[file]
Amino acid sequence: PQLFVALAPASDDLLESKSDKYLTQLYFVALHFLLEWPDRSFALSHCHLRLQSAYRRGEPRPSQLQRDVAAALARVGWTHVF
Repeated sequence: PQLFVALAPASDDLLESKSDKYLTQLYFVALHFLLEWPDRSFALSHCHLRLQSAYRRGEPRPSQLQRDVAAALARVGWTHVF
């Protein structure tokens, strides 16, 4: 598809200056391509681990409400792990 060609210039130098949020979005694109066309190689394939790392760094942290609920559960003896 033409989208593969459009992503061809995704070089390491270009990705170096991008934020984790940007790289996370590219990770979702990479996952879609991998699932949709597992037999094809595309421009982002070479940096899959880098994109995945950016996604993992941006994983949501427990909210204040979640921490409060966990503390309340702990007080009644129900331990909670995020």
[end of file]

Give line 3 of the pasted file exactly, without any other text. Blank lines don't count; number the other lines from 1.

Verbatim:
């Protein structure tokens, strides 16, 4: 598809200056391509681990409400792990 060609210039130098949020979005694109066309190689394939790392760094942290609920559960003896 033409989208593969459009992503061809995704070089390491270009990705170096991008934020984790940007790289996370590219990770979702990479996952879609991998699932949709597992037999094809595309421009982002070479940096899959880098994109995945950016996604993992941006994983949501427990909210204040979640921490409060966990503390309340702990007080009644129900331990909670995020």